Central command increases muscular oxygenation of the non ‐ exercising arm at the early period of voluntary one ‐ armed cranking
(A) Experimental setup. (B) Representative recordings of the crank angular displacement and developed torque of the ergometer and integrated electromyogram (EMG) signals of the non‐contracting arm muscles during 1 min of voluntary one‐armed cranking in a subject. (C) Representative recordings of the integrated EMG signals of the contracting arm muscles during the exercise in the same subject. The EMG signals of the non‐contracting and contracting muscles were not simultaneously recorded. EMG activity was recorded in the anterior deltoid (Deltoid), triceps brachii (Triceps), biceps brachii (Biceps), and extensor carpi radialis (ECR) muscle.
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phy213237-fig-0001: (A) Experimental setup. (B) Representative recordings of the crank angular displacement and developed torque of the ergometer and integrated electromyogram (EMG) signals of the non‐contracting arm muscles during 1 min of voluntary one‐armed cranking in a subject. (C) Representative recordings of the integrated EMG signals of the contracting arm muscles during the exercise in the same subject. The EMG signals of the non‐contracting and contracting muscles were not simultaneously recorded. EMG activity was recorded in the anterior deltoid (Deltoid), triceps brachii (Triceps), biceps brachii (Biceps), and extensor carpi radialis (ECR) muscle.
Mentions: One‐armed cranking exercise with the right arm was performed for 1 min at 60 rpm in an upright sitting posture on a seat of a specially designed cycle ergometer (Strength Ergo 240 BK‐ERG‐003, Mitsubishi Electric Engineering, Tokyo, Japan) as shown in Figure 1. The positions of the crank and seat were adjusted so that the subjects remained in a comfortable and certain posture. Torque against the wheel shaft and angular displacement of the ergometer crank were continuously measured. The subjects performed two types of one‐armed cranking: voluntary and passive mode. In a voluntary trial, the subjects were given a verbal instruction of “please start exercise whenever you want after you calm down and rest sufficiently,” and then they started exercise arbitrarily without any cue. In a passive trial, one‐armed cranking movement was driven by a motor of the ergometer without any verbal cue and volitional effort. To minimize a chance to anticipate the start of passive movement, when the passive movement would start was not informed to the subjects. On a separate day prior to the main experiment, the subjects were familiarized to one‐armed cranking in the laboratory environment and performed an incremental one‐armed exercise test to determine the maximal voluntary effort (MVE) as previously reported (Ishii et al. 2012). The rating of perceived exertion (RPE) was asked after each bout of exercise, according to the Borg 6‐20 unit scale (Borg 1970).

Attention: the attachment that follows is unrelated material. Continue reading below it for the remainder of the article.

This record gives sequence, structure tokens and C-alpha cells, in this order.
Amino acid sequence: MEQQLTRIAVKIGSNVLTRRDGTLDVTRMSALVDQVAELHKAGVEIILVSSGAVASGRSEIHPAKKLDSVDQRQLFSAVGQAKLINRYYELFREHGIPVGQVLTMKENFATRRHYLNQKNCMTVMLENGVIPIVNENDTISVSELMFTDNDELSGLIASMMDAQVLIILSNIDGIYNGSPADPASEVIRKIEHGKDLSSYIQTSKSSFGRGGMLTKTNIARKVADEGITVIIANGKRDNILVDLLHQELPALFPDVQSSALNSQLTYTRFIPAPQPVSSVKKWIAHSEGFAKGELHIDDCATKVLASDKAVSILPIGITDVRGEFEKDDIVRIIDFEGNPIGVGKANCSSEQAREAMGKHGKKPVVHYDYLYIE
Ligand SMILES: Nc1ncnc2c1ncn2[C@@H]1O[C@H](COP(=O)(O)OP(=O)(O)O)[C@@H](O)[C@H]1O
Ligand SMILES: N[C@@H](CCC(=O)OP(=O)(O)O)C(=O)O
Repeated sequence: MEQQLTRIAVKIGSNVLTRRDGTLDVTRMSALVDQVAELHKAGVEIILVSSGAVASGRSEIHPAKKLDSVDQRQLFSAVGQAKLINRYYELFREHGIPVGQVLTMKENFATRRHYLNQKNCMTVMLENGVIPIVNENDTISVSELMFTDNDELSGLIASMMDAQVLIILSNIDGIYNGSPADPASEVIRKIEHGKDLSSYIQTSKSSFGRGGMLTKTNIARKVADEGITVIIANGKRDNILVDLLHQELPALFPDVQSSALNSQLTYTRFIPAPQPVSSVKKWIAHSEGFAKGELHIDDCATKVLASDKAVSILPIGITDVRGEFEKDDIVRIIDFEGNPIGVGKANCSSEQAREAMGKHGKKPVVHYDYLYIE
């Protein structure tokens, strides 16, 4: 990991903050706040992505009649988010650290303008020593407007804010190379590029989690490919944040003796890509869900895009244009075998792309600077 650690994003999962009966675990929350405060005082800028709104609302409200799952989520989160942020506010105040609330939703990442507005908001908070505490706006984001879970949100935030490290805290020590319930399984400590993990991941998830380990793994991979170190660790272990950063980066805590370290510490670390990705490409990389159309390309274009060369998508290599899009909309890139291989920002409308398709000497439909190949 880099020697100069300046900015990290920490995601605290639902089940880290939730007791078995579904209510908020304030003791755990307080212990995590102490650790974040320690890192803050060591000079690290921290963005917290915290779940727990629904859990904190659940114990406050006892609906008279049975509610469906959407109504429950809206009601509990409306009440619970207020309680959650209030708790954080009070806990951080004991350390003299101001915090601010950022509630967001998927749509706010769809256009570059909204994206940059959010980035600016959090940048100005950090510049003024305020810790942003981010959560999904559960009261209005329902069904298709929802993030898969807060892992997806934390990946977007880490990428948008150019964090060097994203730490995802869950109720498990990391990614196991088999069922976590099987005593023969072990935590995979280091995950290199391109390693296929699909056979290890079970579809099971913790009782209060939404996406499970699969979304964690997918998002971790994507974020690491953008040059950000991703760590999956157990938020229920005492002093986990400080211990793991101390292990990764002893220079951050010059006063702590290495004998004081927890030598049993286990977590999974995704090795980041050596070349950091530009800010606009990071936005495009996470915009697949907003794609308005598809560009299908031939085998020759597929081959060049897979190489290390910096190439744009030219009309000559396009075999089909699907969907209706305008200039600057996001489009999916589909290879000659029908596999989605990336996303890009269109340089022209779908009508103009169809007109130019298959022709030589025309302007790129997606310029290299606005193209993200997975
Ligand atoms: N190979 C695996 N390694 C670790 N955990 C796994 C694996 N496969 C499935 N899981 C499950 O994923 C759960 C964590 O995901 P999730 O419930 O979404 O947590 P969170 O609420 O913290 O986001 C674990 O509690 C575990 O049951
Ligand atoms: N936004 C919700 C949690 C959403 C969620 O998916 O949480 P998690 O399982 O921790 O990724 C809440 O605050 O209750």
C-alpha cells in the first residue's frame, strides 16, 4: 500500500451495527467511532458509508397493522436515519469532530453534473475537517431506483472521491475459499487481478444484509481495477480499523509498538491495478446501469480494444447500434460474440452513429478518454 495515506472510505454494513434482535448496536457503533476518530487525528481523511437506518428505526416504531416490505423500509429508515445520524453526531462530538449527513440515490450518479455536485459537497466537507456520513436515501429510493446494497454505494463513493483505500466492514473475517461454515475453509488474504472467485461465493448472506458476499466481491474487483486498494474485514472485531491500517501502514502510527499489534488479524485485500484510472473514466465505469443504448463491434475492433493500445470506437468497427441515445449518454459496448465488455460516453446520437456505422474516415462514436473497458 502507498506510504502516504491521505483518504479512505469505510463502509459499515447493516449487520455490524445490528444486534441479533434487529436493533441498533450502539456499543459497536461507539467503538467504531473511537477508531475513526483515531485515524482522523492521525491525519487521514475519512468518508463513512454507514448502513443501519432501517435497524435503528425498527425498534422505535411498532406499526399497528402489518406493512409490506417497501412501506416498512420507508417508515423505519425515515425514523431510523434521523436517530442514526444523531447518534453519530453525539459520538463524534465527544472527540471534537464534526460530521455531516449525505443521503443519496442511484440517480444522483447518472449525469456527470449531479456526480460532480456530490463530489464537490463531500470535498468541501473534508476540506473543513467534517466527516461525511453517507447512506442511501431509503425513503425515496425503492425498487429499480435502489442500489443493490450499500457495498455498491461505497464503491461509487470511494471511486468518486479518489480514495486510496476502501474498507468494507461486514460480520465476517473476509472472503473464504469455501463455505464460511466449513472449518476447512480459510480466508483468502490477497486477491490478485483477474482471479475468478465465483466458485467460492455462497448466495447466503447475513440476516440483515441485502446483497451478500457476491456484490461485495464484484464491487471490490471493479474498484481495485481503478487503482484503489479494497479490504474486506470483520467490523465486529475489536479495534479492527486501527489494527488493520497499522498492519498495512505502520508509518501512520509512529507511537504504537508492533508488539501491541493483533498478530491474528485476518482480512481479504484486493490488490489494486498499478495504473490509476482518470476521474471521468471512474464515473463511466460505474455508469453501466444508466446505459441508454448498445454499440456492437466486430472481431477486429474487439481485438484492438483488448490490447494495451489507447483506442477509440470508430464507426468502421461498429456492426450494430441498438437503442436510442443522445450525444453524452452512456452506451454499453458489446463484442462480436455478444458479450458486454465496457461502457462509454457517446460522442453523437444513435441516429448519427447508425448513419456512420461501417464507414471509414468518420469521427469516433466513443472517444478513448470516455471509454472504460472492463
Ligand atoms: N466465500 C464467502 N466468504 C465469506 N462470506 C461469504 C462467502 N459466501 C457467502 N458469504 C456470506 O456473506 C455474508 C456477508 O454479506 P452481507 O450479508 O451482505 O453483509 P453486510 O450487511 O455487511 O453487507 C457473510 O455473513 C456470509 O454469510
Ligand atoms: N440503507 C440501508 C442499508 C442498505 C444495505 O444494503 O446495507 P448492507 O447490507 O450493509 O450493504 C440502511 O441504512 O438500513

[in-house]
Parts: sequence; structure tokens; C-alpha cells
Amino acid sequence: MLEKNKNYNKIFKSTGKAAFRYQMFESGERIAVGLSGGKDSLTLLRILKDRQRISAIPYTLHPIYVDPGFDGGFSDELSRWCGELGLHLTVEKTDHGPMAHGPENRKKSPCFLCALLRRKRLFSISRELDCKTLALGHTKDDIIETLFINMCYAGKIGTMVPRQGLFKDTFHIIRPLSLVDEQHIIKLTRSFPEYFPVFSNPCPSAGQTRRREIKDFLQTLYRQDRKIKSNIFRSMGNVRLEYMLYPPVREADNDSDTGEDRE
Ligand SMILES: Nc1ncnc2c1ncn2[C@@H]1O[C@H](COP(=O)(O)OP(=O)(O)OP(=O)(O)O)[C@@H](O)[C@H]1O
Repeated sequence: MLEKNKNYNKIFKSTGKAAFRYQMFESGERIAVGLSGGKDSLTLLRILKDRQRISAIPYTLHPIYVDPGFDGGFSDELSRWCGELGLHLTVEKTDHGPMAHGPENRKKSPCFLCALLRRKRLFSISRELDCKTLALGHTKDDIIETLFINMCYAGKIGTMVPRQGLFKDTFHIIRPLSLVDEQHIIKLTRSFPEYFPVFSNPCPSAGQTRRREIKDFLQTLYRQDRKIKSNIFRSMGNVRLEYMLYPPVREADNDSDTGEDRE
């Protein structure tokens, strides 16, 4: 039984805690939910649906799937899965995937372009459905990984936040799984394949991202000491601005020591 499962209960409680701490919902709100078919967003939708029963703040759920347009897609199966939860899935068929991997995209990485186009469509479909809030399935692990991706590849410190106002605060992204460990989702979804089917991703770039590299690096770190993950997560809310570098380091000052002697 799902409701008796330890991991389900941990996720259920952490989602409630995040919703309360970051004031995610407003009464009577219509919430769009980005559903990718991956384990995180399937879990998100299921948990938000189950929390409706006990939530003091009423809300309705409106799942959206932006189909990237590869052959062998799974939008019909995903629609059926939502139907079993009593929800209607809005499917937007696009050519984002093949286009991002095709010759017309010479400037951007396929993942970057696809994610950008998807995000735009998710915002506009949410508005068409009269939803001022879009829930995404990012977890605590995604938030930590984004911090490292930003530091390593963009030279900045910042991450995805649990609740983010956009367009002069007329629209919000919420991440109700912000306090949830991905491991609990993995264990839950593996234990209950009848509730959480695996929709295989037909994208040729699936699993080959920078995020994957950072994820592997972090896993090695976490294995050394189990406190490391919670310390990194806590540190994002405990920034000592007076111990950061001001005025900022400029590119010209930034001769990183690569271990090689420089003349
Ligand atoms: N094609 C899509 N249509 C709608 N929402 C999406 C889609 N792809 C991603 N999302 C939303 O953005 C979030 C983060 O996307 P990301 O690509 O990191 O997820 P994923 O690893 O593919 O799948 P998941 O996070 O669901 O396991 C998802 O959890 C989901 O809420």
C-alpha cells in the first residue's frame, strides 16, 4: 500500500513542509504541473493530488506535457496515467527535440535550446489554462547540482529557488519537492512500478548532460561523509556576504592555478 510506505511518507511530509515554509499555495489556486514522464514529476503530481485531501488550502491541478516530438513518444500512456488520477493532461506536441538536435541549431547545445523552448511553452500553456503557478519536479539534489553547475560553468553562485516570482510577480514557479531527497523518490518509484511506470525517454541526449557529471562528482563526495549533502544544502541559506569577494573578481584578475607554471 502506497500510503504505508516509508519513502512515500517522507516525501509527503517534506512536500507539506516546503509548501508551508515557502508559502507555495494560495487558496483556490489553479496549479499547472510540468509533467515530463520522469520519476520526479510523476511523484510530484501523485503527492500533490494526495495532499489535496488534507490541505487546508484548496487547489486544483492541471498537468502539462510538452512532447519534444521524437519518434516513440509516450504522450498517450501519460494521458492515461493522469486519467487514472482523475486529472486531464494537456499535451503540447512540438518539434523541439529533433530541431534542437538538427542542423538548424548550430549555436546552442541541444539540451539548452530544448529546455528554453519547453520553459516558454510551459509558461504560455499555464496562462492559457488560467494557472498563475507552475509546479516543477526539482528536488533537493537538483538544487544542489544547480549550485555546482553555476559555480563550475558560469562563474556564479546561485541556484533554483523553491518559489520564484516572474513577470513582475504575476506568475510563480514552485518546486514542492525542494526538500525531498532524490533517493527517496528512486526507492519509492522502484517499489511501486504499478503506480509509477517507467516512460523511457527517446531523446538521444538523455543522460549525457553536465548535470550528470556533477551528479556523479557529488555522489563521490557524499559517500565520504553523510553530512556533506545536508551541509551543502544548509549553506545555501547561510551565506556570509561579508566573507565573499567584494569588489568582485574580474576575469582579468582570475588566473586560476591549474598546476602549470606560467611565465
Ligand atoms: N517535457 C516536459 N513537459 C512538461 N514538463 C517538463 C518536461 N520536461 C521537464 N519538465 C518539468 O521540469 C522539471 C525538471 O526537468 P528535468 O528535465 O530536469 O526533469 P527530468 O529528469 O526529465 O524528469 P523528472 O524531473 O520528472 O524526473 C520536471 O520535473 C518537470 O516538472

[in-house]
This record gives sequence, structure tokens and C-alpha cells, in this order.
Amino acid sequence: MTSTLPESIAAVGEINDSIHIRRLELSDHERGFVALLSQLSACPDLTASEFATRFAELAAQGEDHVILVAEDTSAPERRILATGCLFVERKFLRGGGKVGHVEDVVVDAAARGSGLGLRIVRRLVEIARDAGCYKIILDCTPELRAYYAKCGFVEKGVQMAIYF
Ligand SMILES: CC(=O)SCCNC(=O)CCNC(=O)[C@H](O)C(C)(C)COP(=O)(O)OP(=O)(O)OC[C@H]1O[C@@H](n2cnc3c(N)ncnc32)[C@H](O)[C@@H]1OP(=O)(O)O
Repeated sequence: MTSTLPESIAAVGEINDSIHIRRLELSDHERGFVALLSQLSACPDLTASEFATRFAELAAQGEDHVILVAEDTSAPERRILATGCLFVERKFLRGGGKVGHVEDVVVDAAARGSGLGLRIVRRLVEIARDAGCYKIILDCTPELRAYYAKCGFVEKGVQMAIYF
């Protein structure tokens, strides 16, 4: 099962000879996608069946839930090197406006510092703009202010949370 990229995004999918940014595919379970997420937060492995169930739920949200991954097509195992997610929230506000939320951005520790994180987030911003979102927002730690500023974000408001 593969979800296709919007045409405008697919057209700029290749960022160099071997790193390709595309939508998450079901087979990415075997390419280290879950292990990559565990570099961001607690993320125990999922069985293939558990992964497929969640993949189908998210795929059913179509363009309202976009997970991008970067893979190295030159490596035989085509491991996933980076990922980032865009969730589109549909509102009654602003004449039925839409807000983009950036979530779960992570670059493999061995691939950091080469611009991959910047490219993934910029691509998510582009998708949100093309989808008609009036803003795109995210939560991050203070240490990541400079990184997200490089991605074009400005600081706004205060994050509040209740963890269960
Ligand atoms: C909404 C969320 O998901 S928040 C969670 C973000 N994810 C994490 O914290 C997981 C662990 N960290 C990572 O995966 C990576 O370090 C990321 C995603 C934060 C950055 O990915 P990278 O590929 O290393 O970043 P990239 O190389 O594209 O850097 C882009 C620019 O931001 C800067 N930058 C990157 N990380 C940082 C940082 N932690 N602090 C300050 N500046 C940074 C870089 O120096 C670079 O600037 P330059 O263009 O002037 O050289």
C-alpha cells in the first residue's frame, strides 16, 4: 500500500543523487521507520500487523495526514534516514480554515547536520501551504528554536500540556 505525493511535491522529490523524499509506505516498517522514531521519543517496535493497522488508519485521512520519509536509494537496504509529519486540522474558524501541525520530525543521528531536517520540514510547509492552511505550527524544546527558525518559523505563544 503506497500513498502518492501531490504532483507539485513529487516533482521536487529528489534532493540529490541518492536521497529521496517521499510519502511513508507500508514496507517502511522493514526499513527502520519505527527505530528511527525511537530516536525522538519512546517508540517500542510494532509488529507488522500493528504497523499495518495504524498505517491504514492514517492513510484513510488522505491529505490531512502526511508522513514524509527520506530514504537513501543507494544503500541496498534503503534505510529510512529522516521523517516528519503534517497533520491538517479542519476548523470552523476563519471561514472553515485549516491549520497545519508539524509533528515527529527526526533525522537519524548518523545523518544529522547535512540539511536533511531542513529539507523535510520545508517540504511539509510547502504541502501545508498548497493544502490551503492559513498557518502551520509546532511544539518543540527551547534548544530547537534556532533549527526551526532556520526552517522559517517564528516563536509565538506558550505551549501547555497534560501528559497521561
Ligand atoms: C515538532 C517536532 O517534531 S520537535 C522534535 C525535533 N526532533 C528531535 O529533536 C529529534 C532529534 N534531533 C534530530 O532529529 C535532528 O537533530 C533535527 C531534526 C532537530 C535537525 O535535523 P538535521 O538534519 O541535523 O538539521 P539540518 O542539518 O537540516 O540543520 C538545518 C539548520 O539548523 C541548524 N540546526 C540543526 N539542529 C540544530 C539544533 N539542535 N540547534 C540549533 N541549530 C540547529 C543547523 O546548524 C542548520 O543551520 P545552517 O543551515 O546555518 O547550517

View Article: PubMed Central - PubMed

ABSTRACT

This study aimed to examine whether central command increases oxygenation in non‐contracting arm muscles during contralateral one‐armed cranking and whether the oxygenation response caused by central command differs among skeletal muscles of the non‐exercising upper limb. In 13 male subjects, the relative changes in oxygenated‐hemoglobin concentration (Oxy‐Hb) of the non‐contracting arm muscles [the anterior deltoid, triceps brachii, biceps brachii, and extensor carpi radialis (ECR)] were measured during voluntary one‐armed cranking (intensity, 35–40% of maximal voluntary effort) and mental imagery of the one‐armed exercise for 1 min. Voluntary one‐armed cranking increased (P < 0.05) the Oxy‐Hb of the triceps, biceps, and ECR muscles to the same extent (15 ± 4% of the baseline level, 17 ± 5%, and 16 ± 4%, respectively). The greatest increase in the Oxy‐Hb was observed in the deltoid muscle. Intravenous injection of atropine (10–15 μg/kg) and/or propranolol (0.1 mg/kg) revealed that the increased Oxy‐Hb of the arm muscles consisted of the rapid atropine‐sensitive and delayed propranolol‐sensitive components. Mental imagery of the exercise increased the Oxy‐Hb of the arm muscles. Motor‐driven passive one‐armed cranking had little influence on the Oxy‐Hb of the arm muscles. It is likely that central command plays a role in the initial increase in oxygenation in the non‐contracting arm muscles via sympathetic cholinergic vasodilatation at the early period of one‐armed cranking. The centrally induced increase in oxygenation may not be different among the distal arm muscles but may augment in the deltoid muscle.

No MeSH data available.